Adeyinka was not allowed to speak, as the protesters insisted that they did not want to hear from him but from Ambode.
Implement panel report, Oyo, Rivers workers tell govt
In Oyo State, the NLC Chairman, Mr Waheed Olojede, and his TUC counterpart, Mr Emmanel Ogundiran, noted that the federal and state governments, labour and organised private sector had reached a compromise.
Olojede, who spoke on the workers’ behalf, urged both the federal and state governments to implement the report of the tripartite committee.
The state Deputy Governor, Mr Moses Adeyemo, who addressed the workers, said, “Bearing the current economic condition, it is not too much for an average Nigerian to request N30,000 as minimum wage. The governors are sympathetic and acknowledge that N18,000 may be inadequate.”
Members of the NLC in Rivers State called on the Federal Government to implement the agreement it reached with the union.
The Chairman, NLC in the state, Mrs Beatrice Itubo, said any governor that refused to implement the minimum wage would be voted out.
The workers, who marched to the Rivers State Government House, were addressed by the Chief of Staff Government House, Emeka Woke.
Woke said the governor had earlier promised to implement the new minimum wage as soon as the bill was passed into law.
Ogun NLC demands N35,000 as minimum wage
However, the NLC and the TUC in Ogun State urged the state Governor, Ibikunle Amosun, to pay N35, 000 as minimum wage.
The state chairmen of the NLC and TUC, Akeem Amabali and Bunmi Fajobi respectively, made the demand while speaking with journalists during a rally embarked upon by the unions in Abeokuta.
Both Fajobi and Ambali said the payment of N35,000 would make the state to be different from other states.
No going back on N30,000-Katsina NLC
Workers, who stormed the Government House in Katsina, Katsina State capital, told Governor Aminu Masari’s Special Adviser on Labour Matters, Ahmed Jibia, who received them that any governor who failed to implement the N30,000 minimum wage should forget workers’ votes.
They also said there was no going back on their demand for the payment of N30,000 as minimum wage.
Jibia received a letter brought by the workers on their demands, promising that it would be delivered to the governor.
A national officer of the NLC from Abuja, Marwan Adamu, who is also the National President of Judiciary Staff Union of Nigeria, led members of the organised labour.
Civil servants in Osun State led by the Chairman of the NLC, Jacob Adekomi, and his counterpart in TUC, Adekola Adebowale, held a peaceful protest in Osogbo to demand N30,000 minimum wage.
The protest began at the Nelson Mandela Freedom Park, Osogbo, from where the workers moved through major streets of the state capital.
The Edo State chapter of the NLC threatened to boycott the 2019 general elections if the N30,000 minimum wage bill was not transmitted to the National Assembly.
The state Chairman of the NLC, Mr Emmanuel Ademokun, stated this in Benin, when he led a protest march to the Government House.
Responding, Governor Godwin Obaseki, reassured them of his administration’s readiness to pay whatever amount was passed into law.
Organised labour in Bayelsa State said that the new national minimum wage would largely determine the electoral preference of workers during the 2019 elections.
The Bayelsa State Chairman of the NLC, John Ndiomu, and his TUC counterpart, Mr Tari Dounana, stated this in Yenagoa during the minimum wage protest.
Ndiomu urged the federal and state governments to make workers’ welfare their priority.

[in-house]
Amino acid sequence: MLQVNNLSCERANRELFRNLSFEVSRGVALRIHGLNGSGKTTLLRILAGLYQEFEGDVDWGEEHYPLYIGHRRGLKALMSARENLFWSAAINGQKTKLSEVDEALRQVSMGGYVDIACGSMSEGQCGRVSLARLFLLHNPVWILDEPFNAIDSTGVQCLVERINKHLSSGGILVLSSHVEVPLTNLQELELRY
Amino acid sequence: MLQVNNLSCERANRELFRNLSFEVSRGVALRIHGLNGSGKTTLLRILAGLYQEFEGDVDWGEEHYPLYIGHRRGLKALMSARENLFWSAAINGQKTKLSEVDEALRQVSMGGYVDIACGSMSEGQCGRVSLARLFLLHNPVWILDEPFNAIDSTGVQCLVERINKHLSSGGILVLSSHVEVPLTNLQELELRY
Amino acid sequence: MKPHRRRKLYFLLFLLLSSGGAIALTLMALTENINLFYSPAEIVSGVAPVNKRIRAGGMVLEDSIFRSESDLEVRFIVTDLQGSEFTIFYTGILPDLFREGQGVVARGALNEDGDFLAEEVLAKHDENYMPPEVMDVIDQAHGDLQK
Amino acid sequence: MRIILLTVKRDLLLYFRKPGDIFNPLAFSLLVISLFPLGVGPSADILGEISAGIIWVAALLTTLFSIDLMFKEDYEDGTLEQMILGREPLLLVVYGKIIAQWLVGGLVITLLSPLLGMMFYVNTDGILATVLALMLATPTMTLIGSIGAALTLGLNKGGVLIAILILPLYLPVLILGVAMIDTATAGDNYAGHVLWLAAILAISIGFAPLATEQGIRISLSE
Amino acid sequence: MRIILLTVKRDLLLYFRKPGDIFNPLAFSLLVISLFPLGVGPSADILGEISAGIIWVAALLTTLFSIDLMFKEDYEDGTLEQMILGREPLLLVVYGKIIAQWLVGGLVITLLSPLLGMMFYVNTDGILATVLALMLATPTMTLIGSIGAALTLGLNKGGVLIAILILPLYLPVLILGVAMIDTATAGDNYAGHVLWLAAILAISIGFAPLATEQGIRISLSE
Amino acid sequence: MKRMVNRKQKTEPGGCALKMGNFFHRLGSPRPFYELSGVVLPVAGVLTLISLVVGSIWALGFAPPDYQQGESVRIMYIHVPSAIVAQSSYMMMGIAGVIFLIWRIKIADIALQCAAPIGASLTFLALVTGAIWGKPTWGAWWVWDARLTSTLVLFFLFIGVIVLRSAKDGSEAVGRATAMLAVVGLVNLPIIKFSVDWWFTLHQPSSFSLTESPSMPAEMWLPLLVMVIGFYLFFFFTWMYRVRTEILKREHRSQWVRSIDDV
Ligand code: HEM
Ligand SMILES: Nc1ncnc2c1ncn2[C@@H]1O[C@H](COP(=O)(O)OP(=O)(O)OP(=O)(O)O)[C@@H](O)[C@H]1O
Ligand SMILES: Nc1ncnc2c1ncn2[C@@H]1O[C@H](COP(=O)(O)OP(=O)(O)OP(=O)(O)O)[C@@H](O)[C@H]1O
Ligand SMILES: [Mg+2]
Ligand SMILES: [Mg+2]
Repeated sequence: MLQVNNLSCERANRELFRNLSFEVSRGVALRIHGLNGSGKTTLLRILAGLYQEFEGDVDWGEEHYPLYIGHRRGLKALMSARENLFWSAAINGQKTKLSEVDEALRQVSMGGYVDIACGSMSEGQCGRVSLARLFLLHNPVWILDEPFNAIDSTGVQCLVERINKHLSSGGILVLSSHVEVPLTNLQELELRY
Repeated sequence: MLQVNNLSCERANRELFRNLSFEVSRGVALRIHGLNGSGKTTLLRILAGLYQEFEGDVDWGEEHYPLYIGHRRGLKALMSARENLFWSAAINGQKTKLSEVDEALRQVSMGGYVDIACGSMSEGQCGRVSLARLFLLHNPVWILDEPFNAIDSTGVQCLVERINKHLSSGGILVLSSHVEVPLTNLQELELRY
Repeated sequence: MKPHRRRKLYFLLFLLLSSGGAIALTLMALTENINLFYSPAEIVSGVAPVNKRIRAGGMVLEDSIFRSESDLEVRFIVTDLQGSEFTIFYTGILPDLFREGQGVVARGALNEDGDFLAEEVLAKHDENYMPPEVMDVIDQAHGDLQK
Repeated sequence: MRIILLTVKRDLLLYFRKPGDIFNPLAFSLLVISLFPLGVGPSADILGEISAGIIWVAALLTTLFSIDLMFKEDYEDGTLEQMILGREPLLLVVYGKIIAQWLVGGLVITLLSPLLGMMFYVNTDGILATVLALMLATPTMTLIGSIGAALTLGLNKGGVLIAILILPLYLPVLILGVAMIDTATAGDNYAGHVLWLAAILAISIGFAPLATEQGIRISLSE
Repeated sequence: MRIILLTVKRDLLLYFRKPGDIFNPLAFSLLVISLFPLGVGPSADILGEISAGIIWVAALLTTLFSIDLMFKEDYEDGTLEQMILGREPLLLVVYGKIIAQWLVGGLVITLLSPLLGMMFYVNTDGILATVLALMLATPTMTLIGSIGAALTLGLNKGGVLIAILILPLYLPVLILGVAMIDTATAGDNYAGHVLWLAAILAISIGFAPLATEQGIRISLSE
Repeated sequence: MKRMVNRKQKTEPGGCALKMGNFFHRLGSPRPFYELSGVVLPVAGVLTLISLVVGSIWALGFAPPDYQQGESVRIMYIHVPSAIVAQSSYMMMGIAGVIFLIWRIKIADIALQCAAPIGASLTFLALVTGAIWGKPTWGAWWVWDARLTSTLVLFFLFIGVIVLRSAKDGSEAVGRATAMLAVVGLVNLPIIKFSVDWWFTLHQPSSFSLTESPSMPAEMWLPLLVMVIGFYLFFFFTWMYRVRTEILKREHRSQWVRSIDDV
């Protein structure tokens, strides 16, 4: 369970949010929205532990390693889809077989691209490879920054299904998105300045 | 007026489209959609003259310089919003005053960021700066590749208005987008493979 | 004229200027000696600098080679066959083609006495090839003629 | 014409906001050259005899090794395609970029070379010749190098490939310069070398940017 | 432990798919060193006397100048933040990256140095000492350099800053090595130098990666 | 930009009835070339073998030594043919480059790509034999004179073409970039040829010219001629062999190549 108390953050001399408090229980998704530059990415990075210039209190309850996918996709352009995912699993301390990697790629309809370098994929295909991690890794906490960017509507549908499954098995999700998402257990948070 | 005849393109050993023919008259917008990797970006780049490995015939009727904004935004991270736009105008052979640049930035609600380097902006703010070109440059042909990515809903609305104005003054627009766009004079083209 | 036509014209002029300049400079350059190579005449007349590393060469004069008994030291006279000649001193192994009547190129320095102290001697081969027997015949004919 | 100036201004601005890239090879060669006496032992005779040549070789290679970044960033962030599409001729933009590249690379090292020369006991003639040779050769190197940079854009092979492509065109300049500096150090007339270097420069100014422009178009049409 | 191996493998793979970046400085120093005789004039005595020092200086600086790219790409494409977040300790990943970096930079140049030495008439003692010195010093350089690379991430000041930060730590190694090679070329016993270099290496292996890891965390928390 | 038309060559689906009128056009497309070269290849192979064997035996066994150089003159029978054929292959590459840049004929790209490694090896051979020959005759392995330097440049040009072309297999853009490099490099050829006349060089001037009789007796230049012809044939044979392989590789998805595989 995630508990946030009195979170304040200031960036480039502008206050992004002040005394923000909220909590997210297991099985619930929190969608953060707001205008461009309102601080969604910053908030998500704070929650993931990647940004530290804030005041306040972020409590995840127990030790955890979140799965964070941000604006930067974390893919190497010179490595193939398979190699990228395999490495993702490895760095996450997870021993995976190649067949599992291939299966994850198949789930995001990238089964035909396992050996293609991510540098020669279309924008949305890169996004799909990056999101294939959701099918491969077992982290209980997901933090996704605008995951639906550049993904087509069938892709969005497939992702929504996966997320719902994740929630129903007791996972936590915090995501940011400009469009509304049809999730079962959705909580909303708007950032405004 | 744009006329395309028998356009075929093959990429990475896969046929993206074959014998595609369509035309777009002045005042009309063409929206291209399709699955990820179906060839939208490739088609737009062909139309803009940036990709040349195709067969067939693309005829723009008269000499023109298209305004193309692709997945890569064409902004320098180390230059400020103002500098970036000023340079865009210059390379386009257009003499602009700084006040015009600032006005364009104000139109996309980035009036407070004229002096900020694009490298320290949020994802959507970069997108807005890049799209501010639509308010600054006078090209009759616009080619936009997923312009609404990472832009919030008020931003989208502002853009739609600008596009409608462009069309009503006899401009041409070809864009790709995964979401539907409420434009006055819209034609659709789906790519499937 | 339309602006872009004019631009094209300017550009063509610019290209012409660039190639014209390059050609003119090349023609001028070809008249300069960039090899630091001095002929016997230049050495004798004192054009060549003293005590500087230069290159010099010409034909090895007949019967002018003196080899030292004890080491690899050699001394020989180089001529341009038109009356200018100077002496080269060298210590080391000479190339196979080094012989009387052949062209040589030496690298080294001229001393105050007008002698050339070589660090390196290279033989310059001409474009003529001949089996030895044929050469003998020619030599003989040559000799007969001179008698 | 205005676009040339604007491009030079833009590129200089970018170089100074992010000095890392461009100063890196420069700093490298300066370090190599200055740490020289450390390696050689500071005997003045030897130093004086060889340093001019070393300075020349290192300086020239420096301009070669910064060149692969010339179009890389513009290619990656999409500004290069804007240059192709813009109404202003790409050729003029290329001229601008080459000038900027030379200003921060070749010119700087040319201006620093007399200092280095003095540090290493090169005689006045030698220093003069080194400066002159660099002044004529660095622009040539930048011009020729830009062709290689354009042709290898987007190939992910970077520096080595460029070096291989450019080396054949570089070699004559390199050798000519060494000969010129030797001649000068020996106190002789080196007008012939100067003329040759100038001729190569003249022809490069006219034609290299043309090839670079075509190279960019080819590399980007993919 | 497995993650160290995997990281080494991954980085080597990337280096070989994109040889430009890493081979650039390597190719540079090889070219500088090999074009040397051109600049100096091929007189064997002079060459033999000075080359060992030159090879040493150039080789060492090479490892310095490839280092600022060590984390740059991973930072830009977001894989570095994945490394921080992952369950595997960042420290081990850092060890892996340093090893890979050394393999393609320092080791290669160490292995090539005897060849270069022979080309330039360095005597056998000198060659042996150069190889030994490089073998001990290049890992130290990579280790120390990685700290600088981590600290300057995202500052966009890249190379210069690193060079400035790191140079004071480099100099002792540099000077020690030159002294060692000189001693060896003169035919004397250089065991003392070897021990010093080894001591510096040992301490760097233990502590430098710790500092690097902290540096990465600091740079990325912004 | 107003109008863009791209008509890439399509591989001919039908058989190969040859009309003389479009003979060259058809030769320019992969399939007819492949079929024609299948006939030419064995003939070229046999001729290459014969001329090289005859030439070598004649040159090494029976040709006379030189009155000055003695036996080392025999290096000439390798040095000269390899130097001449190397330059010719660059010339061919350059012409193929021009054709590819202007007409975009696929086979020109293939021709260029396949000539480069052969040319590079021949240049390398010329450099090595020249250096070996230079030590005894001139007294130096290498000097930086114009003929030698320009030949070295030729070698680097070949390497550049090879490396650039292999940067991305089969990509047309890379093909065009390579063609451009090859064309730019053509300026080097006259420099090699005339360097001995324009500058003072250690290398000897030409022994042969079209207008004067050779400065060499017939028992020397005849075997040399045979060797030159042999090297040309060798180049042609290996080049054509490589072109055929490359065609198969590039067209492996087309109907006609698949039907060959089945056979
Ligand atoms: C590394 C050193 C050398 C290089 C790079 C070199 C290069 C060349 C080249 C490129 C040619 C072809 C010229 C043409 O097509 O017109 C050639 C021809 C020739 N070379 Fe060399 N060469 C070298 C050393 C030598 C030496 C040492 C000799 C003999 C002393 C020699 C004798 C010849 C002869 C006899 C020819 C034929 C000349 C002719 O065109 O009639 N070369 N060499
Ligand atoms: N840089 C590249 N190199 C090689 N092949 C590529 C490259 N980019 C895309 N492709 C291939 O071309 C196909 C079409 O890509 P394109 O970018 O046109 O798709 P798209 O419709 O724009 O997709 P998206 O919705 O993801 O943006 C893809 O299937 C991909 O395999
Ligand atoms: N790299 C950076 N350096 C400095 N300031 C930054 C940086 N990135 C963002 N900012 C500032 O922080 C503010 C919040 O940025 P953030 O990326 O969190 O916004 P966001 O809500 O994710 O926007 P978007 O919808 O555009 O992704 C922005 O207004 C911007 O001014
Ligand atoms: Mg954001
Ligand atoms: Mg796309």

The Chief of Staff, Bayelsa Government House, Mr Talford Ongolo, who received the labour unions on behalf of Governor Seriake Dickson, said the state government was in support of the N30, 000 new minimum wage.
Ondo workers ask Akeredolu to pay N30,000
Also, civil servants in Ondo State, during the protest urged Governor Rotimi Akeredolu to ensure payment of the N30,000 minimum wage.
They urged President Buhari to submit a bill to the National Assembly for the implementation of the N30, 000 minimum wage for workers.
The Secretary to the Ondo State Government, Mr. Ifedayo Abegunde, who addressed the labour unions on behalf of the governor, said the welfare of the workers in the state was paramount to the government.
We’ll pay minimum wage, Ayade assures C’River workers
But in Cross River State, Governor Ben Ayade assured workers in the state that his government would pay the N30,000 national minimum wage.
He gave the assurance on Tuesday when labour leaders led workers on a street rally to his Diamond Hill office in Calabar to present a letter of commitment to him.
According to the governor who was represented by the Commissioner for Local Government Affairs, John Ulafor, “the N30,000 minimum wage is just alright. It is not beyond the government to pay. It is your right.”
If I have the capacity, I’ll pay Benue workers above N30,000 — Ortom
In Benue State, Governor Samuel Ortom said if he had the capacity, he would pay the state workers above N30,000 as minimum wage.
Ortom stated this on Tuesday in Makurdi while addressing members of the NLC.
NAN quoted Ortom as saying, “If I have the capacity, I will not hesitate to implement the new minimum wage even above N30,000.”
The NLC state Chairman, Mr Godwin Anya, called on the governor to consider the workers’ plight and stand on their side by accepting to pay the proposed minimum wage.
Vote out anti-labour leaders, says Kaduna NLC chair
In Kaduna State, the Chairman of the NLC, Adamu Ango, and his TUC, Shehu Mohammed, urged the workers “to remain steadfast and vote out anybody who is anti-labour during the February elections.”
He also asked the various state governors to cut their huge expenditures and hearken to the voice of the people over the new minimum wage.
Also in Imo State, the NLC called on Buhari, to intensify the process of implementing the N30,000 minimum wage.
The protesters who marched through the major streets in Owerri, the state capital,said it was high time the Federal Government took the welfare of the workers seriously.